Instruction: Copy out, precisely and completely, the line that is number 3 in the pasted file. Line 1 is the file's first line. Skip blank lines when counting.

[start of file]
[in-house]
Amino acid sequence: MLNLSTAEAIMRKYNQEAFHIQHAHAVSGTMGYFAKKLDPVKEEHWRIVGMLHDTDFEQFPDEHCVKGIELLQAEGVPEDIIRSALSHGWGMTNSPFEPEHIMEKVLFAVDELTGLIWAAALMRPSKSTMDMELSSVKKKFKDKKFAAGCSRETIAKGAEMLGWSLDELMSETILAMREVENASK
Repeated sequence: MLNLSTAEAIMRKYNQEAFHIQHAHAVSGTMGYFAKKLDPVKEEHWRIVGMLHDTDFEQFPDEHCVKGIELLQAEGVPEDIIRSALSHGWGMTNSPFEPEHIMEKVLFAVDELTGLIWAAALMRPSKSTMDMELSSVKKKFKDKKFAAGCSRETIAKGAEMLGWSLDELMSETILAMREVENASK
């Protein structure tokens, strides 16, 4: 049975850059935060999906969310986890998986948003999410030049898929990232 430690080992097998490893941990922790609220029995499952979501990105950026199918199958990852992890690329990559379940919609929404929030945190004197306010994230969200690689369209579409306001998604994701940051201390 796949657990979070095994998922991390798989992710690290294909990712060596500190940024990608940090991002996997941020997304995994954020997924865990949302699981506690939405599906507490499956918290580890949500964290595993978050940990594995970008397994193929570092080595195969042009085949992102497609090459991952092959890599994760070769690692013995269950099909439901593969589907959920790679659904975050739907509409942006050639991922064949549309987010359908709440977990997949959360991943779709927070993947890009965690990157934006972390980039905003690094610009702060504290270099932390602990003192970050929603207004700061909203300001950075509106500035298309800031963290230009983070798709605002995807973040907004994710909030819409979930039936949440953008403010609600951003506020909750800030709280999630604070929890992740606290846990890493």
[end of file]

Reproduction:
Repeated sequence: MLNLSTAEAIMRKYNQEAFHIQHAHAVSGTMGYFAKKLDPVKEEHWRIVGMLHDTDFEQFPDEHCVKGIELLQAEGVPEDIIRSALSHGWGMTNSPFEPEHIMEKVLFAVDELTGLIWAAALMRPSKSTMDMELSSVKKKFKDKKFAAGCSRETIAKGAEMLGWSLDELMSETILAMREVENASK